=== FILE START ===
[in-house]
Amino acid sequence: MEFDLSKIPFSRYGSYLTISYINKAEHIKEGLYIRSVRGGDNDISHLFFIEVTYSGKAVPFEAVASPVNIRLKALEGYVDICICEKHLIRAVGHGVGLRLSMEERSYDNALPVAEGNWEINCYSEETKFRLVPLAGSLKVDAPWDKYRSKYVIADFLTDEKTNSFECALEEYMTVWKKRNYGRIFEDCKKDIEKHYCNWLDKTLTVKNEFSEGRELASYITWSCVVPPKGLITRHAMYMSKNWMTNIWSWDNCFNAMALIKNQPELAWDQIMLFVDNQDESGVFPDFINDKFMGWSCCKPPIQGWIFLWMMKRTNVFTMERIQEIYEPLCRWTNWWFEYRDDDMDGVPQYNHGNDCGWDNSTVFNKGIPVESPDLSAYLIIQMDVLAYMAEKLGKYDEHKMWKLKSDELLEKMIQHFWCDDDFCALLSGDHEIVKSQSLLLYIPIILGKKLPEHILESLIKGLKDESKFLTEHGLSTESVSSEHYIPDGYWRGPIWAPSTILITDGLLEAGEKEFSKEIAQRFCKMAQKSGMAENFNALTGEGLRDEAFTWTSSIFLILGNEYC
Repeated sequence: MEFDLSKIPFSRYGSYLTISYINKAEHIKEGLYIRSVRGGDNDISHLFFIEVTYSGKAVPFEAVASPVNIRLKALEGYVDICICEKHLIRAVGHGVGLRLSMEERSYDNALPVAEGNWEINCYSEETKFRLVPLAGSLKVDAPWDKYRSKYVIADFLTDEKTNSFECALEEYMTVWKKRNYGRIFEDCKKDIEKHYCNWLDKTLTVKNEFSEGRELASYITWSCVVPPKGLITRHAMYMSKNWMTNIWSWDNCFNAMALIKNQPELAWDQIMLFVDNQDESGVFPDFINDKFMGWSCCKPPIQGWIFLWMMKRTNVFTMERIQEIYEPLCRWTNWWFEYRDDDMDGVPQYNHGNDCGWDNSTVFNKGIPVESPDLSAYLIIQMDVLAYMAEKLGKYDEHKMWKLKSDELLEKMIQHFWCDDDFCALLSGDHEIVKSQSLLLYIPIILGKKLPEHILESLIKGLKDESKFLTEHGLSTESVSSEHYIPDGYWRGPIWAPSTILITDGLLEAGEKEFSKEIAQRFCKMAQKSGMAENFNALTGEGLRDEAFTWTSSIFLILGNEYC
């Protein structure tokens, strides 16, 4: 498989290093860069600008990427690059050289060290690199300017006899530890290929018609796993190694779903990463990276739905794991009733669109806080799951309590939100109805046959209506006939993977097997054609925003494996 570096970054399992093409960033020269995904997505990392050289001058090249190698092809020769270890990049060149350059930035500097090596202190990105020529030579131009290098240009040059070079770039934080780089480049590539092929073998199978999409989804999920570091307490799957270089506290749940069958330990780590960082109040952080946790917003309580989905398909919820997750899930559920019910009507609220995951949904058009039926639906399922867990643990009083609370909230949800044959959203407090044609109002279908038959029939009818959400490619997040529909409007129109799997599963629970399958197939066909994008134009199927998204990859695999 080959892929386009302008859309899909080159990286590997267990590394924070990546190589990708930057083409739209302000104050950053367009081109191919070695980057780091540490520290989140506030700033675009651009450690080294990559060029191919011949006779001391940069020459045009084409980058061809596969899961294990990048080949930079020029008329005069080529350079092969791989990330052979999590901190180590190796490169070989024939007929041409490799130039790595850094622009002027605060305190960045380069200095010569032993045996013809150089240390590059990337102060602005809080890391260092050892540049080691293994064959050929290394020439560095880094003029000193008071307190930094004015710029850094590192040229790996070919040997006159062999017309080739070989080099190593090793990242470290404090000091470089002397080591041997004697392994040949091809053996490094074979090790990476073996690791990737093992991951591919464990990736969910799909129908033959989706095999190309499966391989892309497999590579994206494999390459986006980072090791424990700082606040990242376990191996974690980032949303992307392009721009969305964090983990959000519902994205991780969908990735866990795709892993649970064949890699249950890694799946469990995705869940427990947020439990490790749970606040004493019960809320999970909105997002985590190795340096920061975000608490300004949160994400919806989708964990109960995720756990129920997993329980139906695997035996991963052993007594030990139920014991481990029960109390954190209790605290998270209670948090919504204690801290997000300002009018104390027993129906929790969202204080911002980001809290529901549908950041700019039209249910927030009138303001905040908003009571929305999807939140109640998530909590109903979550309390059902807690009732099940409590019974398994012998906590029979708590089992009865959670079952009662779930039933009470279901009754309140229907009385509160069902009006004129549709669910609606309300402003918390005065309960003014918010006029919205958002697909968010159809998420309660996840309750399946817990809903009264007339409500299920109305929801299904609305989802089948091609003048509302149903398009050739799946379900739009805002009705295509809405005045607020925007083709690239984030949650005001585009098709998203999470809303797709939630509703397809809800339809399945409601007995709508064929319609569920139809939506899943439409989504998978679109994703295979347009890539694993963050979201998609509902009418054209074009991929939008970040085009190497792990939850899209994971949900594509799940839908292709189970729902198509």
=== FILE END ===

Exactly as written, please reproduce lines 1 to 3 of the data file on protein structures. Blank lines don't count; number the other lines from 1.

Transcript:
[in-house]
Amino acid sequence: MEFDLSKIPFSRYGSYLTISYINKAEHIKEGLYIRSVRGGDNDISHLFFIEVTYSGKAVPFEAVASPVNIRLKALEGYVDICICEKHLIRAVGHGVGLRLSMEERSYDNALPVAEGNWEINCYSEETKFRLVPLAGSLKVDAPWDKYRSKYVIADFLTDEKTNSFECALEEYMTVWKKRNYGRIFEDCKKDIEKHYCNWLDKTLTVKNEFSEGRELASYITWSCVVPPKGLITRHAMYMSKNWMTNIWSWDNCFNAMALIKNQPELAWDQIMLFVDNQDESGVFPDFINDKFMGWSCCKPPIQGWIFLWMMKRTNVFTMERIQEIYEPLCRWTNWWFEYRDDDMDGVPQYNHGNDCGWDNSTVFNKGIPVESPDLSAYLIIQMDVLAYMAEKLGKYDEHKMWKLKSDELLEKMIQHFWCDDDFCALLSGDHEIVKSQSLLLYIPIILGKKLPEHILESLIKGLKDESKFLTEHGLSTESVSSEHYIPDGYWRGPIWAPSTILITDGLLEAGEKEFSKEIAQRFCKMAQKSGMAENFNALTGEGLRDEAFTWTSSIFLILGNEYC
Repeated sequence: MEFDLSKIPFSRYGSYLTISYINKAEHIKEGLYIRSVRGGDNDISHLFFIEVTYSGKAVPFEAVASPVNIRLKALEGYVDICICEKHLIRAVGHGVGLRLSMEERSYDNALPVAEGNWEINCYSEETKFRLVPLAGSLKVDAPWDKYRSKYVIADFLTDEKTNSFECALEEYMTVWKKRNYGRIFEDCKKDIEKHYCNWLDKTLTVKNEFSEGRELASYITWSCVVPPKGLITRHAMYMSKNWMTNIWSWDNCFNAMALIKNQPELAWDQIMLFVDNQDESGVFPDFINDKFMGWSCCKPPIQGWIFLWMMKRTNVFTMERIQEIYEPLCRWTNWWFEYRDDDMDGVPQYNHGNDCGWDNSTVFNKGIPVESPDLSAYLIIQMDVLAYMAEKLGKYDEHKMWKLKSDELLEKMIQHFWCDDDFCALLSGDHEIVKSQSLLLYIPIILGKKLPEHILESLIKGLKDESKFLTEHGLSTESVSSEHYIPDGYWRGPIWAPSTILITDGLLEAGEKEFSKEIAQRFCKMAQKSGMAENFNALTGEGLRDEAFTWTSSIFLILGNEYC